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Palm Sunday 2011 & the 26th World Youth Day

XXVI World Youth Day was celebrated with Pope Benedict XVI on Palm Sunday in St Peter's Square and internationally in August in Madrid, Spain.

XXVI WYD/JMJ Message: “Planted and built up in Jesus Christ, firm in the faith” (cf Col 2, 7)

Papa Benedict XVI's Homily at Mass on Palm Sunday
St Peter's Square, Sunday, 17 April 2011 - in English, French, German, Italian, Portuguese & Spanish

"Dear brothers and sisters, Dear young people!
It is a moving experience each year on Palm Sunday as we go up the mountain with Jesus, towards the Temple, accompanying him on his ascent. On this day, throughout the world and across the centuries, young people and people of every age acclaim him, crying out: “Hosanna to the Son of David! Blessed is he who comes in the name of the Lord!”

But what are we really doing when we join this procession as part of the throng which went up with Jesus to Jerusalem and hailed Him as King of Israel? Is this anything more than a ritual, a quaint custom? Does it have anything to do with the reality of our life and our world? To answer this, we must first be clear about what Jesus Himself wished to do and actually did. After Peter’s confession of faith in Caesarea Philippi, in the northernmost part of the Holy Land, Jesus set out as a pilgrim towards Jerusalem for the feast of Passover. He was journeying towards the Temple in the Holy City, towards that place which for Israel ensured in a particular way God’s closeness to his people. He was making his way towards the common feast of Passover, the memorial of Israel’s liberation from Egypt and the sign of its hope of definitive liberation. He knew that what awaited Him was a new Passover and that He Himself would take the place of the sacrificial lambs by offering Himself on the cross. He knew that in the mysterious gifts of bread and wine He would give Himself for ever to his own, and that He would open to them the door to a new path of liberation, to fellowship with the living God. He was making his way to the heights of the Cross, to the moment of self-giving love. The ultimate goal of his pilgrimage was the heights of God Himself; to those heights He wanted to lift every human being.

Our procession today is meant, then, to be an image of something deeper, to reflect the fact that, together with Jesus, we are setting out on pilgrimage along the high road that leads to the living God. This is the ascent that matters. This is the journey which Jesus invites us to make. But how can we keep pace with this ascent? Isn’t it beyond our ability? Certainly, it is beyond our own possibilities. From the beginning men have been filled – and this is as true today as ever – with a desire to “be like God”, to attain the heights of God by their own powers. All the inventions of the human spirit are ultimately an effort to gain wings so as to rise to the heights of Being and to become independent, completely free, as God is free. Mankind has managed to accomplish so many things: we can fly! We can see, hear and speak to one another from the farthest ends of the earth. And yet the force of gravity which draws us down is powerful. With the increase of our abilities there has been an increase not only of good. Our possibilities for evil have increased and appear like menacing storms above history. Our limitations have also remained: we need but think of the disasters in recent months which have caused so much suffering for humanity.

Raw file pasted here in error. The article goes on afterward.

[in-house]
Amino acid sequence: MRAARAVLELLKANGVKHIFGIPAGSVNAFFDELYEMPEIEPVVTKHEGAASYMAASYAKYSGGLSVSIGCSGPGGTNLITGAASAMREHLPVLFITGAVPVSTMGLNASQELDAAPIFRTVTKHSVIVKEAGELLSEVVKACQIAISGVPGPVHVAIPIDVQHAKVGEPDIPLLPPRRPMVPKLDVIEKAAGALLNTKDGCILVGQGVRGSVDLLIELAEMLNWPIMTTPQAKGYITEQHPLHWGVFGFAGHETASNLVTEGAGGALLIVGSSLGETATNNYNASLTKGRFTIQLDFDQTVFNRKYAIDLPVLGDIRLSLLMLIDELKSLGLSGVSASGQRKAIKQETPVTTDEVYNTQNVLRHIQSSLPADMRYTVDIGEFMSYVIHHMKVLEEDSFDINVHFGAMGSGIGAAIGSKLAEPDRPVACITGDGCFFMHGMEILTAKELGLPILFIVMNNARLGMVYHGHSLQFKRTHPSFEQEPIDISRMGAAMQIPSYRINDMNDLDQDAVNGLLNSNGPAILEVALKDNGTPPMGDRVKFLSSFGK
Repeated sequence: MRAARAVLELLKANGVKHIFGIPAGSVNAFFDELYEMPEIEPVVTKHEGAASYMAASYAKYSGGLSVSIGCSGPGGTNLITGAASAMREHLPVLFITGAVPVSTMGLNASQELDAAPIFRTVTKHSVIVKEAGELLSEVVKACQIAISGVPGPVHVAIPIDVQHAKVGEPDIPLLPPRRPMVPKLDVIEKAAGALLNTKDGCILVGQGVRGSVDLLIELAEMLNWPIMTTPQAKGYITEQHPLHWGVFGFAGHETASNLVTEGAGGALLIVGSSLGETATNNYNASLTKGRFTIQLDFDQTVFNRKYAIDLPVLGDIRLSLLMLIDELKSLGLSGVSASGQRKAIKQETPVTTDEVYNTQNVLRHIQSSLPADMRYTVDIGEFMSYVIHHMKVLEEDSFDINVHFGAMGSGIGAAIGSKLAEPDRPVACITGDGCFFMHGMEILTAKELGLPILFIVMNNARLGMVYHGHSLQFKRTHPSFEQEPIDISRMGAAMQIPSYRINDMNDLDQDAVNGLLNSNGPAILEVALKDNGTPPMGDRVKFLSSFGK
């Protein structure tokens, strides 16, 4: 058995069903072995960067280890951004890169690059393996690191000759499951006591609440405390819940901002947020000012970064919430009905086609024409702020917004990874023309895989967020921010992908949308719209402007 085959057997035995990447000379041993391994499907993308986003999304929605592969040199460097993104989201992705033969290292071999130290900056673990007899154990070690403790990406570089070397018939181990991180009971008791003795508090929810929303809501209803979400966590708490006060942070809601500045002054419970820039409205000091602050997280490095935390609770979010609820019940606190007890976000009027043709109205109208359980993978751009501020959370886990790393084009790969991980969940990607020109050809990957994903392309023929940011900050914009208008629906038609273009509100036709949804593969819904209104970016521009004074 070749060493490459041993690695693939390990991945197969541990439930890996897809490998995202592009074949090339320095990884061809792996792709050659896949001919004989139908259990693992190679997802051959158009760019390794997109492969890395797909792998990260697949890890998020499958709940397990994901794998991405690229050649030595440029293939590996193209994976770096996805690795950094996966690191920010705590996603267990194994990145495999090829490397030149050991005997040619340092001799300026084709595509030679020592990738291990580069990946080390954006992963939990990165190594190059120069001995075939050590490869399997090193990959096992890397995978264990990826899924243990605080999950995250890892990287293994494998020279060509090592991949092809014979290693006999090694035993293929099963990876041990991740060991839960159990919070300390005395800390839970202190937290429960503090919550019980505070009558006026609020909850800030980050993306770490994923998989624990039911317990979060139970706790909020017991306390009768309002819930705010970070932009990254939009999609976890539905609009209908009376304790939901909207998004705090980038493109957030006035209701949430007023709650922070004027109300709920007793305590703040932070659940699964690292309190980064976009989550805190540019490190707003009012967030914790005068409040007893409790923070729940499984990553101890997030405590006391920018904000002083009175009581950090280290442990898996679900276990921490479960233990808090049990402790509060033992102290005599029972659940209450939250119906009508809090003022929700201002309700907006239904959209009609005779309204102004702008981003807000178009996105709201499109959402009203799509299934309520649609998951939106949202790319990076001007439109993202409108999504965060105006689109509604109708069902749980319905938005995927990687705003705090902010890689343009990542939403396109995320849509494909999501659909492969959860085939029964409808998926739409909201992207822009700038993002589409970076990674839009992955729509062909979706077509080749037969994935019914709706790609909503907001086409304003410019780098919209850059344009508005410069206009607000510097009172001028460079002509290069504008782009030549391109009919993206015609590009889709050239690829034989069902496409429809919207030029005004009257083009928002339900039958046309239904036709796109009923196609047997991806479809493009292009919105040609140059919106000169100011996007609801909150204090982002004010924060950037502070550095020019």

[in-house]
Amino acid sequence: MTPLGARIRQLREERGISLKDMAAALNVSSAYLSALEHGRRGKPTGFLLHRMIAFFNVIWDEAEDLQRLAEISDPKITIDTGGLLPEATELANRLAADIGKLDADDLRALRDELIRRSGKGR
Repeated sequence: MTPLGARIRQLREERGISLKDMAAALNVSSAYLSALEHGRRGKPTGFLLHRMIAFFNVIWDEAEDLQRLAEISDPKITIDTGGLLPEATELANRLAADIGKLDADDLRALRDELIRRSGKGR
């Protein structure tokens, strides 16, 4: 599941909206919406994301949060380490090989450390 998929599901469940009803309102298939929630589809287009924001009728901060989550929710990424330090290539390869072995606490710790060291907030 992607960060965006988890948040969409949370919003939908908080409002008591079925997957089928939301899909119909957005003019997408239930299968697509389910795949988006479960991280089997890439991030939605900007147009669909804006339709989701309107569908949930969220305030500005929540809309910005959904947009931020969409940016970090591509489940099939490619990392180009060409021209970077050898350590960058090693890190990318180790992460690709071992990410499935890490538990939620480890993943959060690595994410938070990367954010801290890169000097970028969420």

The Fathers of the Church maintained that human beings stand at the point of intersection between two gravitational fields. First, there is the force of gravity which pulls us down – towards selfishness, falsehood and evil; the gravity which diminishes us and distances us from the heights of God. On the other hand there is the gravitational force of God’s love: the fact that we are loved by God and respond in love attracts us upwards. Man finds himself betwixt this twofold gravitational force; everything depends on our escaping the gravitational field of evil and becoming free to be attracted completely by the gravitational force of God, which makes us authentic, elevates us and grants us true freedom.